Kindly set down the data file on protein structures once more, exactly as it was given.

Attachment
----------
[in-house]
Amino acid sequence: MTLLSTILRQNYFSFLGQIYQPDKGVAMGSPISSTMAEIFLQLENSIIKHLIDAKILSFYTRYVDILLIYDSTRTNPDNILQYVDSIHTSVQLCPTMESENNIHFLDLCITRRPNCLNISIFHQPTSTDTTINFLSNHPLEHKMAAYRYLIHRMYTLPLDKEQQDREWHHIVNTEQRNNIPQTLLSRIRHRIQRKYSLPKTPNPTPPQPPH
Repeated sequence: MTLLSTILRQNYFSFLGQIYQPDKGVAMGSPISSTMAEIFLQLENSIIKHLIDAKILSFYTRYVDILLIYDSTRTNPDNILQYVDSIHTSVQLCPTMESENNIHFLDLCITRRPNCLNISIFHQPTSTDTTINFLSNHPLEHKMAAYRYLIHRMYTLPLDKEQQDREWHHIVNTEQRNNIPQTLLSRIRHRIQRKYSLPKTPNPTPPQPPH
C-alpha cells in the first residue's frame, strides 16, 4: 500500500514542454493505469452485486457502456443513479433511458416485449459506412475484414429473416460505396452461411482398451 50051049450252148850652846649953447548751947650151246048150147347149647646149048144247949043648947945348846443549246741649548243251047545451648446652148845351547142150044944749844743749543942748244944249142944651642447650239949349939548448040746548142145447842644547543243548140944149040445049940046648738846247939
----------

[in-house]
Amino acid sequence: MTLLSTILRQNYFSFLGQIYQPDKGVAMGSPISSTMAEIFLQLENSIIKHLIDAKILSFYTRYVDILLIYDSTRTNPDNILQYVDSIHTSVQLCPTMESENNIHFLDLCITRRPNCLNISIFHQPTSTDTTINFLSNHPLEHKMAAYRYLIHRMYTLPLDKEQQDREWHHIVNTEQRNNIPQTLLSRIRHRIQRKYSLPKTPNPTPPQPPH
Repeated sequence: MTLLSTILRQNYFSFLGQIYQPDKGVAMGSPISSTMAEIFLQLENSIIKHLIDAKILSFYTRYVDILLIYDSTRTNPDNILQYVDSIHTSVQLCPTMESENNIHFLDLCITRRPNCLNISIFHQPTSTDTTINFLSNHPLEHKMAAYRYLIHRMYTLPLDKEQQDREWHHIVNTEQRNNIPQTLLSRIRHRIQRKYSLPKTPNPTPPQPPH
C-alpha cells in the first residue's frame, strides 16, 4: 500500500514542454493505469452485486457502456443513479433511458416485449459506412475484414429473416460505396452461411482398451 50051049450252148850652846649953447548751947650151246048150147347149647646149048144247949043648947945348846443549246741649548243251047545451648446652148845351547142150044944749844743749543942748244944249142944651642447650239949349939548448040746548142145447842644547543243548140944149040445049940046648738846247939